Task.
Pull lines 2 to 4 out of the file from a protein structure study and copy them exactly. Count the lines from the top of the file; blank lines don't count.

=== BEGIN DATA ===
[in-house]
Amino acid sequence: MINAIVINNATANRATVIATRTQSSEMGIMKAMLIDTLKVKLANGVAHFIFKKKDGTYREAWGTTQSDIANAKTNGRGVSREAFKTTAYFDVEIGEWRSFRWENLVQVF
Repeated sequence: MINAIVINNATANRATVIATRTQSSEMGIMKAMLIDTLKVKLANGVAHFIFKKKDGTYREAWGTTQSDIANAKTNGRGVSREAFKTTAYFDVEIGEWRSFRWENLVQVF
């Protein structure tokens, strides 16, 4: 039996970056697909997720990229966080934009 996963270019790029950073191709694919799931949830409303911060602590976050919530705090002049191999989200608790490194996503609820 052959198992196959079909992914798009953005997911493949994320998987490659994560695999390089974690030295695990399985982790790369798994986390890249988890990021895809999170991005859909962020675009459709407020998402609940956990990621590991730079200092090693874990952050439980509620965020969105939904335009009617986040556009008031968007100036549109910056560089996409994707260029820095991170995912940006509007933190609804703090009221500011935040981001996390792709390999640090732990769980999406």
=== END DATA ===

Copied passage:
Amino acid sequence: MINAIVINNATANRATVIATRTQSSEMGIMKAMLIDTLKVKLANGVAHFIFKKKDGTYREAWGTTQSDIANAKTNGRGVSREAFKTTAYFDVEIGEWRSFRWENLVQVF
Repeated sequence: MINAIVINNATANRATVIATRTQSSEMGIMKAMLIDTLKVKLANGVAHFIFKKKDGTYREAWGTTQSDIANAKTNGRGVSREAFKTTAYFDVEIGEWRSFRWENLVQVF
């Protein structure tokens, strides 16, 4: 039996970056697909997720990229966080934009 996963270019790029950073191709694919799931949830409303911060602590976050919530705090002049191999989200608790490194996503609820 052959198992196959079909992914798009953005997911493949994320998987490659994560695999390089974690030295695990399985982790790369798994986390890249988890990021895809999170991005859909962020675009459709407020998402609940956990990621590991730079200092090693874990952050439980509620965020969105939904335009009617986040556009008031968007100036549109910056560089996409994707260029820095991170995912940006509007933190609804703090009221500011935040981001996390792709390999640090732990769980999406």